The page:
One of the most interesting topics is the theory that YHWH’s roots may be found in information about the ancient Goddess IO, and that YHWH is an inclusive name for an inclusive deity.
Some years ago I read the Bible and objected to passages about women. That was when works by Ruether, Stone, Daly, Schüssler Fiorenza, Eisler, etc. became available. I read all of the feminist writers I could find. Because of this reading, I looked up biblical passages in different Bibles. I began to notice something rather curious. A passage in one Bible would say “she did it” – the same passage in another Bible would say, “he did it.” “This,” my current minister would say, “This is the word of God. You can believe in it.” “Believe in it”? Which biblical passage was I supposed to believe – the “she” or the “he”?
Being a questioning person, I got serious. I searched the University of Wisconsin bookstore shelves for required reading in Hebrew and Semitic studies, acquired references listed in bibliographies of those books, read about the development of the biblical text, purchased interlinear Bibles, Hebrew and Greek grammars, analytical lexicons, concordances, commentaries, and more English versions of the Bible and eventually took a class in Hebrew.
Also, I wanted to know more about the biblical text – when, where, and how it originated. I studied prior and contemporaneous ancient cultures – in other words, cultures all around the Mediterranean, from Sumeria to Egypt, to Crete, to Ugarit, to the Hittites and other ancient Anatolians, to the Greeks writers, etc. I read Archeology, mythology, and about Goddess worship….
All the while I was comparing one biblical text with another, the Hebrew with the English, the Dead Sea Scroll of Isaiah with the more recent Hebrew text, an interlinear Bible with the Hebrew text above and English below, the Greek text, etc. The results of these studies are two books, the most recent is an eBook, A GENDER NEUTRAL GOD/ESS: Be Inclusive but MAKE NO IMAGES was the Religious Change.
One of the most interesting topics in this eBook is the theory that YHWH’s roots may be found in information about the ancient Goddess IO, and that YHWH is an inclusive name for an inclusive deity.
The link between IO and YHWH is not an entirely new idea. J. Singer, in Androgyny: The Opposites Within, writes: “The Mother of All, the Supernal mother, the Creatrix appears in the very beginning in early matriarchal myths…. she is…Demeter; Ishtar and Astarte….and Isis. There is no end to her names or to the tales about her. In Sumer she appears as Iahu, the exalted dove.” M. Daly, in Gyn/Ecology: The Metaethics of Radical Feminism says: “…. Her Sumerian name was Iahe meaning “exalted dove.” This title later passed on to Yahweh as creator.”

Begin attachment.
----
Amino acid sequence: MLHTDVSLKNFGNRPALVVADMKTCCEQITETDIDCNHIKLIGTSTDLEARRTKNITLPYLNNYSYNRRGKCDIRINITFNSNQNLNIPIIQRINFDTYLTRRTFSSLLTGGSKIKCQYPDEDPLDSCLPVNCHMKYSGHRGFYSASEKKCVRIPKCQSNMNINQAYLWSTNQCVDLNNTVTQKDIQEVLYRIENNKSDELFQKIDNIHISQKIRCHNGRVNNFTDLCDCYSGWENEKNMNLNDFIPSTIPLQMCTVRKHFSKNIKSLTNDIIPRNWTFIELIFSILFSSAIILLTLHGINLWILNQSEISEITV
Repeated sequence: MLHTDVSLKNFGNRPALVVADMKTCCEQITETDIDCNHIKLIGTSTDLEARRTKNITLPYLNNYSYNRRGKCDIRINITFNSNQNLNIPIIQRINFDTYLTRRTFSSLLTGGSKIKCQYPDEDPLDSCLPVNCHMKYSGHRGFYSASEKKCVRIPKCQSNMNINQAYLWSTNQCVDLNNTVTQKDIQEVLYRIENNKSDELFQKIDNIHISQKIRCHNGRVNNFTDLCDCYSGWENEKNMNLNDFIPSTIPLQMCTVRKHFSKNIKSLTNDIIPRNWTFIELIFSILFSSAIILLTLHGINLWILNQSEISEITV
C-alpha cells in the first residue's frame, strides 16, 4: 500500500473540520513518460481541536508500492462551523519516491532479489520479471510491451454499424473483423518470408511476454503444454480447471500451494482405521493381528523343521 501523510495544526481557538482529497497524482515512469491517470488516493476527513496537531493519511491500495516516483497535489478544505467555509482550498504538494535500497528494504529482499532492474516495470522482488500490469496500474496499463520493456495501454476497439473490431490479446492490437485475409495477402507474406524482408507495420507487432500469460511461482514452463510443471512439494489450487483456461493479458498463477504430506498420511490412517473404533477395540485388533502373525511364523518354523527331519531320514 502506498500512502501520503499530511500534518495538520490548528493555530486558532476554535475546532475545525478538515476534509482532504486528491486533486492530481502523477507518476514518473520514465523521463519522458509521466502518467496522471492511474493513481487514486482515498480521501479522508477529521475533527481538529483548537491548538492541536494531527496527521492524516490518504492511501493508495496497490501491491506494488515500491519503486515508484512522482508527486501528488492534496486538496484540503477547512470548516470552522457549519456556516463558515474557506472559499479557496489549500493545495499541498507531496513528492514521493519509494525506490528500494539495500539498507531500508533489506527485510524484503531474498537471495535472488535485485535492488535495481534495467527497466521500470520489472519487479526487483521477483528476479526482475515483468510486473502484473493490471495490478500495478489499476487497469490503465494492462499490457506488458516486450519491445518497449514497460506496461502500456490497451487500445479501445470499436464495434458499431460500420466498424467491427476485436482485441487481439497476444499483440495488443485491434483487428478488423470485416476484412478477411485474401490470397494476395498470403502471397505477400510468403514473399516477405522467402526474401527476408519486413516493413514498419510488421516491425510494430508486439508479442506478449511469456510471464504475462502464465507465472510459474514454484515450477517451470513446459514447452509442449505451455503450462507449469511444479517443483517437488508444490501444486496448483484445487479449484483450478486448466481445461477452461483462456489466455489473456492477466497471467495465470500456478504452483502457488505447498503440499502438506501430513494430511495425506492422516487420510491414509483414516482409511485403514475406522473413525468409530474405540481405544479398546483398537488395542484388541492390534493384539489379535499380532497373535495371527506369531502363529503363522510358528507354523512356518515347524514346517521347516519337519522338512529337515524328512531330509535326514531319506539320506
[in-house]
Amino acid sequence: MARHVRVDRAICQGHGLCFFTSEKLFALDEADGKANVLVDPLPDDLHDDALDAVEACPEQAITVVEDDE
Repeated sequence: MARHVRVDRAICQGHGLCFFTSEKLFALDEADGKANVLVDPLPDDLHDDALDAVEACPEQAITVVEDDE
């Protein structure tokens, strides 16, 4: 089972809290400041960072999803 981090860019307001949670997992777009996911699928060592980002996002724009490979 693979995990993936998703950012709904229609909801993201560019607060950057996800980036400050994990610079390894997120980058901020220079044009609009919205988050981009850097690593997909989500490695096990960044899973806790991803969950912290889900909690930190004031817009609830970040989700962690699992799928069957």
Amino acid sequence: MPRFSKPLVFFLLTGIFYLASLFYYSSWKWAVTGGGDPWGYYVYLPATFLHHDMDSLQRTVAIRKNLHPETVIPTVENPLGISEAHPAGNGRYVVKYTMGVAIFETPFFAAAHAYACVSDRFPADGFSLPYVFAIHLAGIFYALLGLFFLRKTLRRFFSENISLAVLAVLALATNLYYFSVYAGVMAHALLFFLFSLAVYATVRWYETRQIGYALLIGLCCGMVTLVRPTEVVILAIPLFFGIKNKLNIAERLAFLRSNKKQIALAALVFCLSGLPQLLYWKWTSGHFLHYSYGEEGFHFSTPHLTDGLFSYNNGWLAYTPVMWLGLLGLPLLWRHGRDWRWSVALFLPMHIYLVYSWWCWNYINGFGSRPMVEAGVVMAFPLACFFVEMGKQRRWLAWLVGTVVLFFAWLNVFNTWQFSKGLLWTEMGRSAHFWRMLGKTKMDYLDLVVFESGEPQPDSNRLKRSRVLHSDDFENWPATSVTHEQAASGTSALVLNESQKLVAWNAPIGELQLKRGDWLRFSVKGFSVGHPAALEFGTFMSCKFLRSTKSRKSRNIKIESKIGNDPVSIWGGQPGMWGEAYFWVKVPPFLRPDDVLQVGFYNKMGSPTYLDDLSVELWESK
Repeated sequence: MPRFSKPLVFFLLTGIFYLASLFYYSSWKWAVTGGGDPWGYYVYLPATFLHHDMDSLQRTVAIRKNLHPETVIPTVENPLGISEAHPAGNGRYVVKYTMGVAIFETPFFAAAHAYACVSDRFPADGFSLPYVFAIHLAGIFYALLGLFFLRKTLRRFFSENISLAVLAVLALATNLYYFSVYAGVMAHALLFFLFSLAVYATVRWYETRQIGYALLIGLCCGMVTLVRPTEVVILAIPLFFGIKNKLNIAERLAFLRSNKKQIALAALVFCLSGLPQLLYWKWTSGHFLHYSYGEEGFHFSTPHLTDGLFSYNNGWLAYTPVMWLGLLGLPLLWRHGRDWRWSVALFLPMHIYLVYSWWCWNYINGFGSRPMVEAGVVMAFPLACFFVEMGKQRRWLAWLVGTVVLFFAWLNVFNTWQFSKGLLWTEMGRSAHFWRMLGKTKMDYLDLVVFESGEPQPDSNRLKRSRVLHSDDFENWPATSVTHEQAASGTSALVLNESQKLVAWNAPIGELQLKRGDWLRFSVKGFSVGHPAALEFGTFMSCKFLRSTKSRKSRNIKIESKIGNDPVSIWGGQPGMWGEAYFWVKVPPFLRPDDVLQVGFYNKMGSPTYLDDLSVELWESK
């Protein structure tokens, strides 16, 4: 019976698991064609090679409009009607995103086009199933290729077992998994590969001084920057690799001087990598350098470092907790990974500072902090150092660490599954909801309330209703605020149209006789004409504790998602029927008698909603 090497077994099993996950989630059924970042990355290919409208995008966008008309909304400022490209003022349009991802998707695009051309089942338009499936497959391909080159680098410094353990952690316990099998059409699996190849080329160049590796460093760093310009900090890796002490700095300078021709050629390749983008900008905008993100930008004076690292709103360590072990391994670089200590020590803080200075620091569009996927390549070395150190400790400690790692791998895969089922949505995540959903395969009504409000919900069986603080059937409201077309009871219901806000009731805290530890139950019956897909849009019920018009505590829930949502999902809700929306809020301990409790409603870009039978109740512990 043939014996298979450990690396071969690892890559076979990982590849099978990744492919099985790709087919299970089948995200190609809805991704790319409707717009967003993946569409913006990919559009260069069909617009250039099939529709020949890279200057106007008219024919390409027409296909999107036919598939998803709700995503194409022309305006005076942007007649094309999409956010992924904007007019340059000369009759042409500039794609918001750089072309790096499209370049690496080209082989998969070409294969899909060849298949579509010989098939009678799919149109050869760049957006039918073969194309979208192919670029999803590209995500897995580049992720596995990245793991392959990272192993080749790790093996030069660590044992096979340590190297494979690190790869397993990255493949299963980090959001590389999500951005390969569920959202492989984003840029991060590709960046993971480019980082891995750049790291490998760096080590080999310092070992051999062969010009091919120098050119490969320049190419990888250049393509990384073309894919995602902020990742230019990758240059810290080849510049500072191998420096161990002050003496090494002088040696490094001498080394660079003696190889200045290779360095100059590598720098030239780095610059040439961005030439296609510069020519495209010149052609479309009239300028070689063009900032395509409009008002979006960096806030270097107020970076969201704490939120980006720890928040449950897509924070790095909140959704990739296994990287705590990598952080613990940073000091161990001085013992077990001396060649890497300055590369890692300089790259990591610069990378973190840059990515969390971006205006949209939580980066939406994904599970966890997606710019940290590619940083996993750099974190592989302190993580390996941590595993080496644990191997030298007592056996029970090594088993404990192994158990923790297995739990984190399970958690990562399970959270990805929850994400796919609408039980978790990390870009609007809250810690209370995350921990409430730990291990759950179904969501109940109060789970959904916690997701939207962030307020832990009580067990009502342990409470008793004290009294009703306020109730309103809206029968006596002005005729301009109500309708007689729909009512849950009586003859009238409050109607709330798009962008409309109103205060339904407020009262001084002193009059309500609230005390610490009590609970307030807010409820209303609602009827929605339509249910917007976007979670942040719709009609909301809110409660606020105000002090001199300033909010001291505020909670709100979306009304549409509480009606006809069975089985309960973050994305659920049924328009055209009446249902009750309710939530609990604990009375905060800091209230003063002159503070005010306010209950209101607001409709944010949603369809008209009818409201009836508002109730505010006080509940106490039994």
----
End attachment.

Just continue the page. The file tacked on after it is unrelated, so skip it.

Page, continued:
Schliemann, in 1881, in Ilios The City and Country of the Trojans, wrote: “But the wandering of Io is nothing else than the symbol of the moon, which moves restlessly in its orbit. This is also shown by the very name of Io (′ω) which is derived from the root Ya….”
Research in my eBook, and a discussion of language usage and translation, along with the inclusion of a number of images of ancient artifacts, explain how these ideas relate to each other.
Hebrew was a very early language. Language had reached the point where one could express concepts in words rather than by tangible artifacts. The Hebrews were making a transition from people worshipping “graven images” to conceiving of Deity as an imageless She/He. Because Goddess worship was so prevalent in the ancient world, it was central to that struggle. Yet, instead of excluding the feminine, many early biblical writers attempted to express their idea of an INCLUSIVE Deity by using plurals, mother/ father language, poetic parallelism, masculine and feminine generic labels for Deity, metaphor, and simile in their writing (there are chapters about these topics in my eBook). Those literary attempts have been obscured by later translation decisions.
The struggle over this religious change is reflected in texts in the New Testament Greek. How many people know that there are texts criticizing men for not recognizing and honoring feminine importance?
And indeed likewise these delusional ones (m.)
defile flesh on the one hand,
despise feminine authority/lordship on the other,
and rail at feminine credits/honors/glories.
Jude 8 GNT.
most of all the ones going after flesh
in lust of defilement
and despising feminine Authority (kuriotes)….
as animals without reason having been born.
2 Peter 2:10-12 GNT
I’ve kept at my research because I see what a profound influence religion has on women and gender issues. I have found that translation decisions, that obscure such passages as the two quoted above, have contributed to the diminishment of the role of women in early biblical texts. Thus, I heartily agree with this statement by McGregor Mathers (in The Kabbalah Unveiled):
Man and Woman are from the creation co-equal and co-existent, perfectly equal one with the other. This fact the translators of the Bible have been at great pains to conceal by carefully suppressing every reference to the Feminine portion of the Deity, and by constantly translating feminine nouns by masculine. And this is the work of so-called religious men!
Jennifer Sharp (pen name: J. J. McKenzie) is an independent scholar. For many years she has been doing research, with a focus on feminine material, on the biblical text. The results of her research is in two books – the recently published eBook: A GENDER NEUTRAL GOD/ESS: Be Inclusive but MAKE NO IMAGES was the Religious Change and an earlier book: I Will Love Unloved: A Linguistic Analysis of Woman’s Biblical Importance. In both books Jennifer has attempted to write in a style accessible to an interested layperson and yet provide ample documentation of her finds.